...and also, i think the city should consider some solid incentives (like free public transportation, for instance) for residents who forego owning a car altogether...not just because i'm one of those people, of course ;-)
posted by troybob at 4:50 PM on July 27, 2006


As a daily rider of Muni here in SF I can honestly say that Spare the Air days are the biggest fucking pain in the ass. Last Thursday and Friday the trains were so packed going outbound that, were you lucky enough to wedge yourself in among the rabble, you would find that there was no air left to spare. Newbies just don't get the system so as a result they jam the doors open only causing more stoppage. All this, coupled with general muni incompetence, makes for a less than ideal commute.

The point of my rant is that I don't think that these Spare the Air days are going to convince anyone to start taking public transportation. The experience is so unenjoyable that I'm actually considering driving my car the next time they have one.
posted by quadog at 5:03 PM on July 27, 2006


Having spent many years commuting around the Bay Area on BART, I feel that I should point something out.

"On one Spare the Air Day, said BART police Chief Gary Gee, "we had a train car taken over by 10 young males in white T-shirts and baggy pants, and they were holding the door open and acting like they were on the playground."

This is not limited to Spare the Air days. Incidents like that occur regularly on BART and I've seen people jumping around in half empty cars and acting like the train was a jungle gym quite a few times. Most of the time, said groups would get on at West Oakland, act like idiots for a few stops, and get off at MacArthur. They may be loud and obnoxious, but generally they're harmless and stick to their own groups.

And troybob - why didn't you just keep the license current? Without a license, you can't rent a car in SF from City Car Share for that trip to IKEA. :-)
posted by drstein at 5:32 PM on July 27, 2006


weirdoactor writes: Especially if you pay more than just income taxes. If you are a property owner, and your city wants to improve transit; you are gonna help, whether you want to or not.
mitheral writes: The SF article mentions a levy on car registrations, that seems like a good method.

There are also gas taxes and bridge tolls (which tax cars directly and, actually, some of that money does go to subsidize transit, iirc). There are also sales taxes -- in most counties in the Bay Area, voters have levied quarter- or half-cent sales taxes on themselves to fund local transportation (they spend some of this money on highways and some on transit). There'll be measures on the ballot in both Marin and Sonoma Counties this fall.
posted by salvia at 6:36 PM on July 27, 2006


There are also gas taxes and bridge tolls (which tax cars directly and, actually, some of that money does go to subsidize transit, iirc).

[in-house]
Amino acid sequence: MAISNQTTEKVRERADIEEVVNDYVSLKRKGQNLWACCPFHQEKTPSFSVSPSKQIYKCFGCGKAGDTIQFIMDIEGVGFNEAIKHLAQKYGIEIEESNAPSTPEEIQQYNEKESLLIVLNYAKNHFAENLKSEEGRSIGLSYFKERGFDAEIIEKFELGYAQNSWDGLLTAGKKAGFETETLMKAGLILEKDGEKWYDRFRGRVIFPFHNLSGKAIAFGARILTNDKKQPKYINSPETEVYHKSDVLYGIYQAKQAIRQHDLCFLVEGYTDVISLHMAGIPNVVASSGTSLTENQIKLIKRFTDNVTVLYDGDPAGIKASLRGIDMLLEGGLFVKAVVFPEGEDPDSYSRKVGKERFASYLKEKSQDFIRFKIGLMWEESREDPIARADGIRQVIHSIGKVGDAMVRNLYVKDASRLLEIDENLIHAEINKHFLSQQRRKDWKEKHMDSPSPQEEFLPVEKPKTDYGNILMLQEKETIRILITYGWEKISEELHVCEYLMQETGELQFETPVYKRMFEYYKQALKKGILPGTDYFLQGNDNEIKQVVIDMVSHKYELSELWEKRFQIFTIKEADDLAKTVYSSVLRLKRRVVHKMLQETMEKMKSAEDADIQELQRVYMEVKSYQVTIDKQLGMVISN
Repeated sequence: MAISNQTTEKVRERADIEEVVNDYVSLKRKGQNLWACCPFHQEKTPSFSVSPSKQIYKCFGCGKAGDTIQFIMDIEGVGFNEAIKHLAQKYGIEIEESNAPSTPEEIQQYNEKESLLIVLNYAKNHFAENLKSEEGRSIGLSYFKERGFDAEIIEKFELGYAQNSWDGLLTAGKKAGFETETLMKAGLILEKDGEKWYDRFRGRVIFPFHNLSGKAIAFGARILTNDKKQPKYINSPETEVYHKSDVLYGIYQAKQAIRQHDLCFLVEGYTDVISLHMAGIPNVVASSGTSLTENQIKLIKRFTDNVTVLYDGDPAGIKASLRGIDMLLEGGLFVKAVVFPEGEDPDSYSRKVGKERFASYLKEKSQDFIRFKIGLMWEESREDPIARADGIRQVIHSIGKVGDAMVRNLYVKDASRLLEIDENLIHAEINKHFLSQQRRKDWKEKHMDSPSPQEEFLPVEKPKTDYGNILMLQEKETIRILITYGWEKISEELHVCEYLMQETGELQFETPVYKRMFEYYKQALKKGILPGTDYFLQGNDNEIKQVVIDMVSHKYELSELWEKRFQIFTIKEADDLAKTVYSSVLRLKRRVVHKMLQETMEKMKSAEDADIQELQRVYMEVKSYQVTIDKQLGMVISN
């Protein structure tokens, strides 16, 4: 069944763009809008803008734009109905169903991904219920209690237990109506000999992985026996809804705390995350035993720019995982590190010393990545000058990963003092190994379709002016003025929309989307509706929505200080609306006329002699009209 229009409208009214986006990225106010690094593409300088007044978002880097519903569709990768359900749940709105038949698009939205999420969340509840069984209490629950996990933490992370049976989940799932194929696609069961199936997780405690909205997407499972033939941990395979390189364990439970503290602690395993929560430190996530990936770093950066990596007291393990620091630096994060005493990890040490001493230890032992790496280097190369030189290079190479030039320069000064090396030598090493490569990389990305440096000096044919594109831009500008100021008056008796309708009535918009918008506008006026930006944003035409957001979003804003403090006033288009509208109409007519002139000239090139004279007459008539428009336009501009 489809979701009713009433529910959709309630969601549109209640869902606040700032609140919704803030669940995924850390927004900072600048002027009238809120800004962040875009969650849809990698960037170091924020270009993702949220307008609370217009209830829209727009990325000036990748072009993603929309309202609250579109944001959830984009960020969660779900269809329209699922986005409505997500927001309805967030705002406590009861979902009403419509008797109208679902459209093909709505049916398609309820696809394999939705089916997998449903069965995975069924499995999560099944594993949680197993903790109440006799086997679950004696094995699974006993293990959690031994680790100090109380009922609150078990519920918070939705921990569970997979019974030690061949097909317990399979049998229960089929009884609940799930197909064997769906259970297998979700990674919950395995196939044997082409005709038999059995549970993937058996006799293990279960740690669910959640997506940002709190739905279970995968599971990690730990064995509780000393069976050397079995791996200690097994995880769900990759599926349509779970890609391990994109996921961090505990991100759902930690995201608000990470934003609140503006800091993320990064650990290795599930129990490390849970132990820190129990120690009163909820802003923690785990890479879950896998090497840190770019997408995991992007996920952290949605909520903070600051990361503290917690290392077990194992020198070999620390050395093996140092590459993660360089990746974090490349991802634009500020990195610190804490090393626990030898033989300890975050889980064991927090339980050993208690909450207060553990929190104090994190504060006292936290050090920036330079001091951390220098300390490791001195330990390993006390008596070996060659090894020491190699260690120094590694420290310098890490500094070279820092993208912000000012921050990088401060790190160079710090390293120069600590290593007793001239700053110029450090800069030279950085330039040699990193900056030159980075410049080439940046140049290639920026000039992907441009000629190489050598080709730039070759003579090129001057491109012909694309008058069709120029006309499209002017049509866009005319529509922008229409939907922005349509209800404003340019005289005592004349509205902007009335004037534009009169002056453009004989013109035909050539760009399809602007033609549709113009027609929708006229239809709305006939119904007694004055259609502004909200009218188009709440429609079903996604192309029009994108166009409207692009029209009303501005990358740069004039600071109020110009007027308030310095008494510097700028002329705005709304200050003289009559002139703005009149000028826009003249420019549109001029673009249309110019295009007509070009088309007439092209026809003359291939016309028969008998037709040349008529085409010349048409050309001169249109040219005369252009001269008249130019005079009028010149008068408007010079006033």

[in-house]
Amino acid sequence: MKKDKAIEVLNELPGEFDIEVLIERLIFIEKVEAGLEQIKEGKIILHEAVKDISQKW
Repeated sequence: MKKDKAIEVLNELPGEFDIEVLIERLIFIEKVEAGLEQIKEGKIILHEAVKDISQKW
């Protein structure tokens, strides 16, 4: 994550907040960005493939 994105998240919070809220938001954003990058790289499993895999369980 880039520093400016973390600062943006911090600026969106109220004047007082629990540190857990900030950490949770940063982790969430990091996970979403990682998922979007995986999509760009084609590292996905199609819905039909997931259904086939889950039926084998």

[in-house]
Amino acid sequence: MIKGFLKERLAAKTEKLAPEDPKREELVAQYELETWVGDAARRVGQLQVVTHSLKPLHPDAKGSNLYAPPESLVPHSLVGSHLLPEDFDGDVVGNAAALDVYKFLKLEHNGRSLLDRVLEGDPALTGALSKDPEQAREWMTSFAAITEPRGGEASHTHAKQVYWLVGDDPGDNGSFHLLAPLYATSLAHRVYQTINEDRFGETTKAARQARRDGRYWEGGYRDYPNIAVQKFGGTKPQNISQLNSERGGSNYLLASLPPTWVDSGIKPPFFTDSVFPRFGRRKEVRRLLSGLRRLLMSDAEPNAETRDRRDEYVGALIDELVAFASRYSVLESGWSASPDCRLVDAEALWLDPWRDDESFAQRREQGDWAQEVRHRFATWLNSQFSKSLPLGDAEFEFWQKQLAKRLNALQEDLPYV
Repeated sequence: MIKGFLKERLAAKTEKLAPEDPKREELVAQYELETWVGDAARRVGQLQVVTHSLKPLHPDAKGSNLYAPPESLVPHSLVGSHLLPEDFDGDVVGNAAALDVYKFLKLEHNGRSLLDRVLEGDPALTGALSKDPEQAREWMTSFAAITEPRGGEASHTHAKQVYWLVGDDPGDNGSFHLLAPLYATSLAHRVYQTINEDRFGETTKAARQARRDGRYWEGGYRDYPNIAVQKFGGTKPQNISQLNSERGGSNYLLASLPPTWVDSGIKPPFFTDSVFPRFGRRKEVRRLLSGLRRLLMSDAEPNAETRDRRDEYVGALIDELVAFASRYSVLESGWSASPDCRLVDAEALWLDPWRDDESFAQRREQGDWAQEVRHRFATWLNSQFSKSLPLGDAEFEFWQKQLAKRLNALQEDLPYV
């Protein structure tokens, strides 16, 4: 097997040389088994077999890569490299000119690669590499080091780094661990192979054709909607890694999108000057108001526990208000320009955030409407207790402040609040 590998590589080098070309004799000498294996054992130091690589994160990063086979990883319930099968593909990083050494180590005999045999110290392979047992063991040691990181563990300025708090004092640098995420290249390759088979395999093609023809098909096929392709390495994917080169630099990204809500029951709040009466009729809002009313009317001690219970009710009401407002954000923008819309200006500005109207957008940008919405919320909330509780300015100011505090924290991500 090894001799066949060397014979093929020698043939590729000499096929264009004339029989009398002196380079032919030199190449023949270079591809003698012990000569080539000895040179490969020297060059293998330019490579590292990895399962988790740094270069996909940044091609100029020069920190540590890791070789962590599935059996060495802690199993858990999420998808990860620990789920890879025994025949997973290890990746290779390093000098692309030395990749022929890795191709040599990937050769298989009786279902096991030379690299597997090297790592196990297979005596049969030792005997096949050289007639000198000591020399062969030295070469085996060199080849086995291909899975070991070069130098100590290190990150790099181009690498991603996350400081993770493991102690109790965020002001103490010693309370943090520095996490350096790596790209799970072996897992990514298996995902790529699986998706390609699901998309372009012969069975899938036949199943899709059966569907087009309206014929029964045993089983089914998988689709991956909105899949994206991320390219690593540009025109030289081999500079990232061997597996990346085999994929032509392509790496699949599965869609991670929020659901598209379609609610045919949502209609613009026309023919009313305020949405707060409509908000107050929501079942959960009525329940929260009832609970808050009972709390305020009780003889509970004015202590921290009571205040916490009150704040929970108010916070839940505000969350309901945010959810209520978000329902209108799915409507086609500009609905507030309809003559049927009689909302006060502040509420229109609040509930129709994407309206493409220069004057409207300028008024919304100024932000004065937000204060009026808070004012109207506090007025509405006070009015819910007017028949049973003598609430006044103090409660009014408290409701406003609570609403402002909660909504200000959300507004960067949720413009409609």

Yep. In New York, it's brilliant. Bridges and Tunnels subsidize the entire transit system. Then, the MTA convinces voters to give it money to build another subway line, and everyone who owns property along the new line gets rich off the higher rents. So renters get screwed, the B&T club gets screwed, and the rich get richer.
posted by Kwantsar at 7:00 PM on July 27, 2006


To me, the idea that transit should be much cheaper to the user is such a no-brainer. We're in a transition period when many people still own cars, and the idea is to get them out of the habit of using them. Transit is already a headache, because of transfers and waiting and stinky people. And once someone owns a car and is already resigned to paying insurance, etc, the incremental cost of any trip -- transit fares are so high that it's cheaper or comparable to drive in so many situations.

My cousin went round-trip to visit his gf in Sacramento (from Emeryville). He drove.
Cost of taking Amtrak? $40
Cost of driving? $25.40 ($3 toll + 160 miles * 1 gallon / 25 miles * $3.50 / gallon)
He would've paid 60% more to take Amtrak. Plus, he gets to go door-to-door, on his own schedule, and he can control the temperature.

Last week, my brother and cousin, his gf, and I went from Oakland to the Mission for dinner. We drove.
Cost of taking BART? $24 ($6*4)
Cost of driving? $8 (a $3 bridge toll and maybe $5 in gas).
We saved $4 apiece, plus a long walk to the station, waiting for trains, and that screeching noise in the tunnel. Even going by myself, I'll gladly pay that extra $2 because the trip takes half as long. With a group, it's pure social charity to take BART. That's why there were so many families on BART on those free days -- the exact same math probably keeps them away the other days. I imagine parents living in the suburbs with three kids -- they wouldn't be able to justify paying all those BART fares when they have a car. You want to talk about culture change, why not let kids ride free? (4 and under is free now on BART, but c'mon, it's not like the five-year-old is paying his own way.)

Keeping people off the road is such a public good. I rarely take transit for my own convenience -- it's out of a sense of public and environmental responsibility. Maybe it shouldn't be free -- I do wonder if people will appreciate it then -- but man. I want to take transit. I'll even put up with a lot of hassle and waiting. But right now it's inconvenient and more expensive. $500 million just seems like such a small amount of money to make transit rides free for everyone. Plus, it was so nice to see some of the buses I take actually be somewhat full.